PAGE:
Where Poppies Blow by John Lewis-Stempel
To be invited along to see the announcement of the winning book/author in this year’s Wainwrights Golden Beer Book Prize held at Blenheim Palace during Countryfile Live was a real honour. I was privileged to meet most of the writers both before and after the prize ceremony. I said during the run up to the day that the 2017 prize was the toughest yet as the quality of the writing is just an exceptional high standard and gets better and better every year. One of the writers on this year’s shortlist was John Lewis-Stempel who had two books with The Running Hare and Where Poppies Blow listed and it was in the end his book Where Poppies Blow came out as the winner of the 2017 Wainwright Golden Beer Book Prize.
Many books have been written of the horrors of The Great War and the hell that the soldiers endured. My bookshelves are filled with books on WWI and also natural history but I have not yet come across a book that takes a look at how the British soldiers explored nature during the darkest years of 1914-18. They lived in nature it was in fact all around them and in Where Poppies Blow John Lewis- Stempel explores the soldier’s relationship with the plants and animals and how nature helped to fill the hours and days of the men that filled the trenches. From those who kept logs of the birds and plants they saw to the men who kept gardens as a reminder of home. Nature has a way of enduring like no other. To endure the hell of the trenches in The Great War the men needed something to take their minds off the horror they witnessed on a daily basis. Britain sent over five million men to the battlefields during those years but one fact that many may not understand was just how many horses, mules and donkeys were sent to aid the war effort, in total more than two million with many of them dying in such dreadful conditions. But without these animals Britain would not have been able to have continued the war. Many of the men cared deeply about their horses in their charge and here in Where Poppies Blow there is a chapter dedicated to the bravery of these animals with words and poems.
In Flanders Fields, the poppies blow
Between the crosses, row on row
That mark our place; and in the sky
The larks still bravely singing, fly
Scarce heard amid the guns below.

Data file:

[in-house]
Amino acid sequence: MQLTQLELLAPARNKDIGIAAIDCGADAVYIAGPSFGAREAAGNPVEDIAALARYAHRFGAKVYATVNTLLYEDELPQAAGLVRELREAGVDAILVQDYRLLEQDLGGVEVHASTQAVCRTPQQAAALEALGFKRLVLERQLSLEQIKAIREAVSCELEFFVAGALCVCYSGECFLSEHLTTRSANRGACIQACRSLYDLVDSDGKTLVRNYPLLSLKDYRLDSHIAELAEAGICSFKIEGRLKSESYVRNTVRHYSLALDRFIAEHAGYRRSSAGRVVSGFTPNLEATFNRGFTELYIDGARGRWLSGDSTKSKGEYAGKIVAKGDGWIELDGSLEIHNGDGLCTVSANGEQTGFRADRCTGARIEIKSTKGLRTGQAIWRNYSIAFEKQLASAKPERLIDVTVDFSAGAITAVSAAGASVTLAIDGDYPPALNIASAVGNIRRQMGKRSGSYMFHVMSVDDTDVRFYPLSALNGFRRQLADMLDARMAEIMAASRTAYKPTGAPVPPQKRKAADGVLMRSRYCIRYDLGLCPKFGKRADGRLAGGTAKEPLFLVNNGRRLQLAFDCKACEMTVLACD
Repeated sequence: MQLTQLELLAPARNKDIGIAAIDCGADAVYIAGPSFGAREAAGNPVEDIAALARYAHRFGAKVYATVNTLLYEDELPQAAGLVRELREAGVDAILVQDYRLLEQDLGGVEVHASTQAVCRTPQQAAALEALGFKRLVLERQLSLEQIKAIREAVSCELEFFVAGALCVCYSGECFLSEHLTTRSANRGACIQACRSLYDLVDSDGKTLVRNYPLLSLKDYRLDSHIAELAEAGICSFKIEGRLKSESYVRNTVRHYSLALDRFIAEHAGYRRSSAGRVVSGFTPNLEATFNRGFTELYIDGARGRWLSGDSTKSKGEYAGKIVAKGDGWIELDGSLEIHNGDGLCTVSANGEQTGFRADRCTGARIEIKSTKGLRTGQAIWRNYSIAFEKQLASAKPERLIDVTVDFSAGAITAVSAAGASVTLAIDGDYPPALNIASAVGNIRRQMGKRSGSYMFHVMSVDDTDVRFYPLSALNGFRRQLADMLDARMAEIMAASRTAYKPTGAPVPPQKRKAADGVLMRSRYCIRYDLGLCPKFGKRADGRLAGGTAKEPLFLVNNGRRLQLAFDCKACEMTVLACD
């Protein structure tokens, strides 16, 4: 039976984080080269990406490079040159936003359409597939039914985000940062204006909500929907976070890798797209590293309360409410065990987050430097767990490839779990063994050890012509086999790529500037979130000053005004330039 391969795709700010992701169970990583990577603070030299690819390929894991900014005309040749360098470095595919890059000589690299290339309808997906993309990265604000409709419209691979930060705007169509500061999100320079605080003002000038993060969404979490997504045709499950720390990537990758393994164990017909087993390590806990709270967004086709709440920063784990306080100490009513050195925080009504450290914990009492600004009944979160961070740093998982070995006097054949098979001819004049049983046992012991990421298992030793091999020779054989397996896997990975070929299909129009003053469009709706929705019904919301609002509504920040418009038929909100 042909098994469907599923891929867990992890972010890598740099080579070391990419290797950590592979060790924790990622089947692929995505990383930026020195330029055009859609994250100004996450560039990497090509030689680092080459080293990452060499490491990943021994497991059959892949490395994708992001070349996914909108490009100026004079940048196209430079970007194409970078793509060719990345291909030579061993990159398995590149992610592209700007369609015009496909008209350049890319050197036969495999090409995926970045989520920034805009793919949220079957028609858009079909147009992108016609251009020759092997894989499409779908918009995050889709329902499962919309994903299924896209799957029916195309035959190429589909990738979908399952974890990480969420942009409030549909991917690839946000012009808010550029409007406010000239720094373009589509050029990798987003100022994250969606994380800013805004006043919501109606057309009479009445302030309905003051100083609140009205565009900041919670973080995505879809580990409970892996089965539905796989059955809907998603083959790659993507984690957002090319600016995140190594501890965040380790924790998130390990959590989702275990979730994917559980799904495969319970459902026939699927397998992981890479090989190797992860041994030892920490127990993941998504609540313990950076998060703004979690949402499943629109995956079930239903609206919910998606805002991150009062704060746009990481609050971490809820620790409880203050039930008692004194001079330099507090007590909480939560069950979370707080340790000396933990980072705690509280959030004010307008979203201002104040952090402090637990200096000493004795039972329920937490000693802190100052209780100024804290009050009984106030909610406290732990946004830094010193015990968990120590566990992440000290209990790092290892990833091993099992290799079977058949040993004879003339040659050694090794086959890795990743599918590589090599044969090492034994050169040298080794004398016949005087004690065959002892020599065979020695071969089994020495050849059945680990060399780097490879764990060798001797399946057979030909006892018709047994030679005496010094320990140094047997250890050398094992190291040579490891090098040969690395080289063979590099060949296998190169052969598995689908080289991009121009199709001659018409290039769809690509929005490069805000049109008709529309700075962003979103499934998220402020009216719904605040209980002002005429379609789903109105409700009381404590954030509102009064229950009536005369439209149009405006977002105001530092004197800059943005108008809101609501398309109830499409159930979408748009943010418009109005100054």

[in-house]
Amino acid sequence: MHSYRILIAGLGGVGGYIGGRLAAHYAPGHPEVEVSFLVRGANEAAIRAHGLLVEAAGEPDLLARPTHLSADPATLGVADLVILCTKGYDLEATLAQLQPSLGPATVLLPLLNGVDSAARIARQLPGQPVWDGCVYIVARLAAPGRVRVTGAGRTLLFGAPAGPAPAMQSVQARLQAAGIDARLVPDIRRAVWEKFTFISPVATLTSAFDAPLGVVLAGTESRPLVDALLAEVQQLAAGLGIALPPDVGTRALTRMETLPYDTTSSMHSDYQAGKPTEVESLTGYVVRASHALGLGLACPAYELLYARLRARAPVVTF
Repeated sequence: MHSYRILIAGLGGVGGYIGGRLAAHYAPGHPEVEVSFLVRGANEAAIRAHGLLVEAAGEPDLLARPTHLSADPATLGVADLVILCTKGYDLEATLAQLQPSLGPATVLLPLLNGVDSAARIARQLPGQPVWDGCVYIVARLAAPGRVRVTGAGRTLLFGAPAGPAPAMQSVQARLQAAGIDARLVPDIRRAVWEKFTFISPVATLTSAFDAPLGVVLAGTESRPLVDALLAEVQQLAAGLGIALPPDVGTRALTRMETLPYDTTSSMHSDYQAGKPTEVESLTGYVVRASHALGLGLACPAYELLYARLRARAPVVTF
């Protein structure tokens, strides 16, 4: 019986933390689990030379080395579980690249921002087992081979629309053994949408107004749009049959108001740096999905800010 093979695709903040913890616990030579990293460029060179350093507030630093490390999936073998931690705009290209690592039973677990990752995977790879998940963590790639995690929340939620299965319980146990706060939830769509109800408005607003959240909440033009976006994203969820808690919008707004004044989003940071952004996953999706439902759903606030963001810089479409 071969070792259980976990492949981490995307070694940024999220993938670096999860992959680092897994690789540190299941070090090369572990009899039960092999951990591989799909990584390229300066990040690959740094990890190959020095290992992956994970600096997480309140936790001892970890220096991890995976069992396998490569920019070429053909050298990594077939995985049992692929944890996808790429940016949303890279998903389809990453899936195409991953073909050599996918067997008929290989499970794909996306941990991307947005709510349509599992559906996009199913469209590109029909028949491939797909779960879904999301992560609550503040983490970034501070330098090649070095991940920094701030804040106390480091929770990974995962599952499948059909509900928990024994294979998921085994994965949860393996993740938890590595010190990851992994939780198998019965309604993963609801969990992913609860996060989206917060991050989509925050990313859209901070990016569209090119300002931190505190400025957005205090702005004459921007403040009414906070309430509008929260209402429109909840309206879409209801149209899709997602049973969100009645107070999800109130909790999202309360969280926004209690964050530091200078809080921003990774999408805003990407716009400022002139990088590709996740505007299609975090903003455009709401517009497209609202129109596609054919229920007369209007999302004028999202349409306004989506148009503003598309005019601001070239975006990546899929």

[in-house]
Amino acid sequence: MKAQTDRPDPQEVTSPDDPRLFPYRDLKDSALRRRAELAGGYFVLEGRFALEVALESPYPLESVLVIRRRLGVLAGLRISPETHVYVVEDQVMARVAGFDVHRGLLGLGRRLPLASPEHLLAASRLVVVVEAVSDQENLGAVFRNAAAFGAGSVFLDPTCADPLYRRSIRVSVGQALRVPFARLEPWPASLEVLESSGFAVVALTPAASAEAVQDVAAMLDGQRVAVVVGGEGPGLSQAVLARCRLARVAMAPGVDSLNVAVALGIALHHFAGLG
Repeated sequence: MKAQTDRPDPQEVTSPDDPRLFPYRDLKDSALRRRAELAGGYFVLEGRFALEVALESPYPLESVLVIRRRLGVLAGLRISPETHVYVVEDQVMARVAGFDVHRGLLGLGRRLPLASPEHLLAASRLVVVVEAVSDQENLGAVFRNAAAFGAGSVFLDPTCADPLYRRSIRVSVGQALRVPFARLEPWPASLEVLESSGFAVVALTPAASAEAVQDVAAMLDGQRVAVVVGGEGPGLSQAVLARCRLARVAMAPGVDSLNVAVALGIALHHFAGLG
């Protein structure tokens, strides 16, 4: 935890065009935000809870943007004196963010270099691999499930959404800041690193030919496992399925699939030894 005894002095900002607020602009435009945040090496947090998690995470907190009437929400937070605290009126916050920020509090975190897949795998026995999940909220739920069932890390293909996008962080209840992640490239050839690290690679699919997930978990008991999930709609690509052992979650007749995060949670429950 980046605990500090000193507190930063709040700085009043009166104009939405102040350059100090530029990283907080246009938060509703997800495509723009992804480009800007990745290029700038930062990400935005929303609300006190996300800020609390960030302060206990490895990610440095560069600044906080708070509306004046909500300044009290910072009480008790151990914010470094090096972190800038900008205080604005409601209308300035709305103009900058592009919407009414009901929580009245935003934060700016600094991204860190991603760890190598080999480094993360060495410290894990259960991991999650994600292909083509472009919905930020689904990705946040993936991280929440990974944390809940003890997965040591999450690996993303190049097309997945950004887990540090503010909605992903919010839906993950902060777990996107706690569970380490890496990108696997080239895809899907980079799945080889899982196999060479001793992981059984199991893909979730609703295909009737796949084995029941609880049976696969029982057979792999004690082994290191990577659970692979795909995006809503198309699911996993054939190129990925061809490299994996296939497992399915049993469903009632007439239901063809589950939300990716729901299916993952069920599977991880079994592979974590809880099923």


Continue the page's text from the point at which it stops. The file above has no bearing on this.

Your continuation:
When you read how the British Soldiers kept both flower garden and also vegetable garden and held show to decide winners this was both to keep up morale and the reminder of home life and in fact the growing vegetables helped feed the men in the trenches. There are chapters also on men and how they kept notebooks on the daily bird sightings and even nesting birds despite the shelling. To hear Larks singing in between the fighting must have been on one hand been calming and on another near impossible. Nature carried on despite the hell that was The Great War. Nature had a way of healing it was all around them from the Poppies of the battlefields to the Skylarks that sang while shells rained down.
Where Poppies Blow is a truly remarkable insight to life of the British soldier during The Great War and a side that many will have never known. John Lewis-Stempel has written many books on both natural history and also military history and this deserves its place among the best. The Wainwright chair of judges Julia Bradbury described Where Poppies Blow as “an extraordinary book about the healing power and resilience of nature in the darkest of times”
This is a remarkable and moving book and one that I whole-heartedly recommend. The poems alone will move you to tears. This is the second time that John Lewis-Stempel has won the Wainwrights Golden Beer Book Prize. He previously won it in 2015 with Meadowland (Transworld).
Thank you to Laura Creyke at the Wainwright Prize for the advanced review copy of Where Poppies Blow and all of the books on the 2017 Wainwright Prize
Where Poppies Blow by John Lewis-Stempel is published by Weidenfeld & Nicolson and is available through Waterstones, Amazon and all good bookshops. The Paperback will be released on 14th September.